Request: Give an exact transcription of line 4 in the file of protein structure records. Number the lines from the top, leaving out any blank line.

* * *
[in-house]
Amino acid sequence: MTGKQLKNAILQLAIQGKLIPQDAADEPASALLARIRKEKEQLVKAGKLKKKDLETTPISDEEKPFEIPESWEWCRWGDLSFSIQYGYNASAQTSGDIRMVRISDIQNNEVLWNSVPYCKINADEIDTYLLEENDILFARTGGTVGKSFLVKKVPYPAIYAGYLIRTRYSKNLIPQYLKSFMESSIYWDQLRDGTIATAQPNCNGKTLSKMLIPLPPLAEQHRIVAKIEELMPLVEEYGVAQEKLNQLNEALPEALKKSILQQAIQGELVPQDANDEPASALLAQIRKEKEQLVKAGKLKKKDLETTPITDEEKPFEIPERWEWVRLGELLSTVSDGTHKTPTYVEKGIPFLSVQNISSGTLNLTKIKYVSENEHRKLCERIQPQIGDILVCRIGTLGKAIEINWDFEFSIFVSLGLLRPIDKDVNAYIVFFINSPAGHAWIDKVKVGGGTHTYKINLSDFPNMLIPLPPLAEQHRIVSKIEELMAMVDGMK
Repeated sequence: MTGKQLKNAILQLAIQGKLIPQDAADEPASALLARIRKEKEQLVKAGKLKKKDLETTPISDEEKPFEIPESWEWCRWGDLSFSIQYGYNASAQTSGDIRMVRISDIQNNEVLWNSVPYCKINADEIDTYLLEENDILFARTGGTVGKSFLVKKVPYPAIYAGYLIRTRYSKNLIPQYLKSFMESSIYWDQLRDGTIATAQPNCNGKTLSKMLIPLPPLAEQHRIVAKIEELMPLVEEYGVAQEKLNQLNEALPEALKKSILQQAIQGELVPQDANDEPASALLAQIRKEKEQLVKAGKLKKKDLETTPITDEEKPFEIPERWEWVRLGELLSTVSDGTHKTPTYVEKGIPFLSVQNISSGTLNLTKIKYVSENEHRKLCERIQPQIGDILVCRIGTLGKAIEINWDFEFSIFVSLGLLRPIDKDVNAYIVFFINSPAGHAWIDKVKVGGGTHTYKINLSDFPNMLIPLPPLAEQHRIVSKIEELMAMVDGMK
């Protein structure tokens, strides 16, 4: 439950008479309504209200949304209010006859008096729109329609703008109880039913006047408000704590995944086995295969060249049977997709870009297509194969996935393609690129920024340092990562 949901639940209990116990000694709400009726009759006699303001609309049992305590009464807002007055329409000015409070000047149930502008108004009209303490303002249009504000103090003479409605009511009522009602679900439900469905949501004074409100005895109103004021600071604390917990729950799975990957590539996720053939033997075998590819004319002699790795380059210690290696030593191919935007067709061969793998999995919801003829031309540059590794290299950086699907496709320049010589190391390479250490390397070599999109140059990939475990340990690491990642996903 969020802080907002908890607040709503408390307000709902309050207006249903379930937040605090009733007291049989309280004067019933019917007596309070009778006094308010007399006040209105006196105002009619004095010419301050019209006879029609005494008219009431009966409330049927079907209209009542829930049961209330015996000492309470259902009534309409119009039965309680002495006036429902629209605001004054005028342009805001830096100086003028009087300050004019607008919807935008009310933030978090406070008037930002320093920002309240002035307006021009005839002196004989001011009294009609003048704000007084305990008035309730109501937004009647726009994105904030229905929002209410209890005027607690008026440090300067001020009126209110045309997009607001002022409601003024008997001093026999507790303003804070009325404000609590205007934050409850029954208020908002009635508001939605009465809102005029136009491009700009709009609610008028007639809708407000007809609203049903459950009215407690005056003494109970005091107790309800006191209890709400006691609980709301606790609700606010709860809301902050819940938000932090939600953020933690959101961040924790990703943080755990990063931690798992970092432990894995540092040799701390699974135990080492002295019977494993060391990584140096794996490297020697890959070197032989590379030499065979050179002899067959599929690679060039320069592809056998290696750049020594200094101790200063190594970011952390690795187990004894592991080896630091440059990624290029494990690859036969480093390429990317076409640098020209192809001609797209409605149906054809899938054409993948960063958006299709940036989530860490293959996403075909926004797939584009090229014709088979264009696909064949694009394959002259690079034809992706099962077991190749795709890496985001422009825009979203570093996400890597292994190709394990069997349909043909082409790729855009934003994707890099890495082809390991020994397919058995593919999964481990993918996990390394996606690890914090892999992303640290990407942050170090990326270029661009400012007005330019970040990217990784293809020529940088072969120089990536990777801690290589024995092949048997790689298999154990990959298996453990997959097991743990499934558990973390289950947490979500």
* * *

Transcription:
């Protein structure tokens, strides 16, 4: 439950008479309504209200949304209010006859008096729109329609703008109880039913006047408000704590995944086995295969060249049977997709870009297509194969996935393609690129920024340092990562 949901639940209990116990000694709400009726009759006699303001609309049992305590009464807002007055329409000015409070000047149930502008108004009209303490303002249009504000103090003479409605009511009522009602679900439900469905949501004074409100005895109103004021600071604390917990729950799975990957590539996720053939033997075998590819004319002699790795380059210690290696030593191919935007067709061969793998999995919801003829031309540059590794290299950086699907496709320049010589190391390479250490390397070599999109140059990939475990340990690491990642996903 969020802080907002908890607040709503408390307000709902309050207006249903379930937040605090009733007291049989309280004067019933019917007596309070009778006094308010007399006040209105006196105002009619004095010419301050019209006879029609005494008219009431009966409330049927079907209209009542829930049961209330015996000492309470259902009534309409119009039965309680002495006036429902629209605001004054005028342009805001830096100086003028009087300050004019607008919807935008009310933030978090406070008037930002320093920002309240002035307006021009005839002196004989001011009294009609003048704000007084305990008035309730109501937004009647726009994105904030229905929002209410209890005027607690008026440090300067001020009126209110045309997009607001002022409601003024008997001093026999507790303003804070009325404000609590205007934050409850029954208020908002009635508001939605009465809102005029136009491009700009709009609610008028007639809708407000007809609203049903459950009215407690005056003494109970005091107790309800006191209890709400006691609980709301606790609700606010709860809301902050819940938000932090939600953020933690959101961040924790990703943080755990990063931690798992970092432990894995540092040799701390699974135990080492002295019977494993060391990584140096794996490297020697890959070197032989590379030499065979050179002899067959599929690679060039320069592809056998290696750049020594200094101790200063190594970011952390690795187990004894592991080896630091440059990624290029494990690859036969480093390429990317076409640098020209192809001609797209409605149906054809899938054409993948960063958006299709940036989530860490293959996403075909926004797939584009090229014709088979264009696909064949694009394959002259690079034809992706099962077991190749795709890496985001422009825009979203570093996400890597292994190709394990069997349909043909082409790729855009934003994707890099890495082809390991020994397919058995593919999964481990993918996990390394996606690890914090892999992303640290990407942050170090990326270029661009400012007005330019970040990217990784293809020529940088072969120089990536990777801690290589024995092949048997790689298999154990990959298996453990997959097991743990499934558990973390289950947490979500």